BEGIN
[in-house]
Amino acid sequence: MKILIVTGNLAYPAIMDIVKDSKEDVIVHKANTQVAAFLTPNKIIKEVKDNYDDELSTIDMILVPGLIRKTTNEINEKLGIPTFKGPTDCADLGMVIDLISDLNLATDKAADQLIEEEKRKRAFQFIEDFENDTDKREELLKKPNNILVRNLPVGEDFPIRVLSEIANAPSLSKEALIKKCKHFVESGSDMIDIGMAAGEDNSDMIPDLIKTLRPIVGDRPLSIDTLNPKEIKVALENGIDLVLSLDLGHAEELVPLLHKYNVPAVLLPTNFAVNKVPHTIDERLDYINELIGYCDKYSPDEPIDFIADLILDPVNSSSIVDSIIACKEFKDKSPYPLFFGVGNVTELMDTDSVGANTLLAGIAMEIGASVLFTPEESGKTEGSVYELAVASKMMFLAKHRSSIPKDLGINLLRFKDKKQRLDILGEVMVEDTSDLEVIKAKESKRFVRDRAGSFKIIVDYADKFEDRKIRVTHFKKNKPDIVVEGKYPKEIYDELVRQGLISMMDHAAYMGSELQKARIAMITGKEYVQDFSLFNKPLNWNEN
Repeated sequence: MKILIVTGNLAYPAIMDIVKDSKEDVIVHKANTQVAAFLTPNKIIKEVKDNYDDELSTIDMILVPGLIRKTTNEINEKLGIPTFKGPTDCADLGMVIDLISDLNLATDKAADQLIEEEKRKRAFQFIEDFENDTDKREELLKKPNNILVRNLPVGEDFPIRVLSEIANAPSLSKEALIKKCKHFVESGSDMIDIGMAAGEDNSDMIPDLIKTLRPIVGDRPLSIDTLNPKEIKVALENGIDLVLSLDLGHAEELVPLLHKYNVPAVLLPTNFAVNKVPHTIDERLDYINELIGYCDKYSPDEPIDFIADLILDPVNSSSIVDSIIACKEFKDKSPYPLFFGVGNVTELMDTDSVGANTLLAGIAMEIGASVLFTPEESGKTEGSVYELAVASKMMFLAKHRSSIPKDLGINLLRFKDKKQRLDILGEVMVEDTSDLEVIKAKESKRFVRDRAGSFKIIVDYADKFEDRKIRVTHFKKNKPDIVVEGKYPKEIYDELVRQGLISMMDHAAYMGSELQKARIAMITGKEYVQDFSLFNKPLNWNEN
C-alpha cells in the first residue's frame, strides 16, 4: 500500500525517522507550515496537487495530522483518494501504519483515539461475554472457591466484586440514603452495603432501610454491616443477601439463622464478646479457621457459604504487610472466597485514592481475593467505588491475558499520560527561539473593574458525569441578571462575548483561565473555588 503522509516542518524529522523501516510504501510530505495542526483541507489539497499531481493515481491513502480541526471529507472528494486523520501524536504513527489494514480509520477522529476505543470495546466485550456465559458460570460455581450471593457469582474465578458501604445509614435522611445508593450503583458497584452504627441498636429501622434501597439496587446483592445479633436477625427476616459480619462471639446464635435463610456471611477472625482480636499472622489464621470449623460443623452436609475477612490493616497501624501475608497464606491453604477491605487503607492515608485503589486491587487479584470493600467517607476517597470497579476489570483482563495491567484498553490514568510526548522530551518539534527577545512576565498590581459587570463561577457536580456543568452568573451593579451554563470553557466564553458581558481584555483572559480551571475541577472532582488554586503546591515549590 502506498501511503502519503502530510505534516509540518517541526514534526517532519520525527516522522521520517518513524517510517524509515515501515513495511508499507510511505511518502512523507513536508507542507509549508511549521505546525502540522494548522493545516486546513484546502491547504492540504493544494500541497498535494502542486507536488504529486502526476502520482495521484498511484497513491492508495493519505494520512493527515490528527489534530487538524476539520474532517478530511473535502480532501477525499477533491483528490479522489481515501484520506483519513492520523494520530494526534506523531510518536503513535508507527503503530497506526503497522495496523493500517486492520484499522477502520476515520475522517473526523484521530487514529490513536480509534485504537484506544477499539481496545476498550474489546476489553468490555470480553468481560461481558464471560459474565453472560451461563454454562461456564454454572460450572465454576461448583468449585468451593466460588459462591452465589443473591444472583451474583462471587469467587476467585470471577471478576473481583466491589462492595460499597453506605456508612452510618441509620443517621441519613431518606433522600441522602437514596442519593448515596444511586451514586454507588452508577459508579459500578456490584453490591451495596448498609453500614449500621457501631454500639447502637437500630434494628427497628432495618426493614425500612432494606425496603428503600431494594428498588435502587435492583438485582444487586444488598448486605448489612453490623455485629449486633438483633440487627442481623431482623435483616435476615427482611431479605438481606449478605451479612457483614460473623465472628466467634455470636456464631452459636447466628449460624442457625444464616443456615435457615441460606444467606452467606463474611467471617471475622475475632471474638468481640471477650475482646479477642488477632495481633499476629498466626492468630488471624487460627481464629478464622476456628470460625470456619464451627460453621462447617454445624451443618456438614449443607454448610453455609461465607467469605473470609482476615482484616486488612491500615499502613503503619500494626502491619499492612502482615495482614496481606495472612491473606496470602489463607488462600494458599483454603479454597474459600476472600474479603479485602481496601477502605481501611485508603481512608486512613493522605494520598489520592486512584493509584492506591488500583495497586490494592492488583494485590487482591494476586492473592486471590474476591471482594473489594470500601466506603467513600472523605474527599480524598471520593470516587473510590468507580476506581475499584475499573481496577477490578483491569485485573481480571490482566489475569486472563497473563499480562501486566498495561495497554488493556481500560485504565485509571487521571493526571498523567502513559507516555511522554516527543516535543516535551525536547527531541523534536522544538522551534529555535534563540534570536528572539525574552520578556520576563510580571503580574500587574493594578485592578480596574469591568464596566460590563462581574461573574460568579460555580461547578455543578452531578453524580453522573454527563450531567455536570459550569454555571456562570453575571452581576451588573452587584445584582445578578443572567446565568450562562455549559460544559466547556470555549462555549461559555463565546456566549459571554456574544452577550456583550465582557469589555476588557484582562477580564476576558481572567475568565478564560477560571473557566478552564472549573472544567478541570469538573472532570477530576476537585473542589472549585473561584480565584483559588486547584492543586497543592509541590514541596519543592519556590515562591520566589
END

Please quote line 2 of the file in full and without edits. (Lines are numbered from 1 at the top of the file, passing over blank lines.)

Amino acid sequence: MKILIVTGNLAYPAIMDIVKDSKEDVIVHKANTQVAAFLTPNKIIKEVKDNYDDELSTIDMILVPGLIRKTTNEINEKLGIPTFKGPTDCADLGMVIDLISDLNLATDKAADQLIEEEKRKRAFQFIEDFENDTDKREELLKKPNNILVRNLPVGEDFPIRVLSEIANAPSLSKEALIKKCKHFVESGSDMIDIGMAAGEDNSDMIPDLIKTLRPIVGDRPLSIDTLNPKEIKVALENGIDLVLSLDLGHAEELVPLLHKYNVPAVLLPTNFAVNKVPHTIDERLDYINELIGYCDKYSPDEPIDFIADLILDPVNSSSIVDSIIACKEFKDKSPYPLFFGVGNVTELMDTDSVGANTLLAGIAMEIGASVLFTPEESGKTEGSVYELAVASKMMFLAKHRSSIPKDLGINLLRFKDKKQRLDILGEVMVEDTSDLEVIKAKESKRFVRDRAGSFKIIVDYADKFEDRKIRVTHFKKNKPDIVVEGKYPKEIYDELVRQGLISMMDHAAYMGSELQKARIAMITGKEYVQDFSLFNKPLNWNEN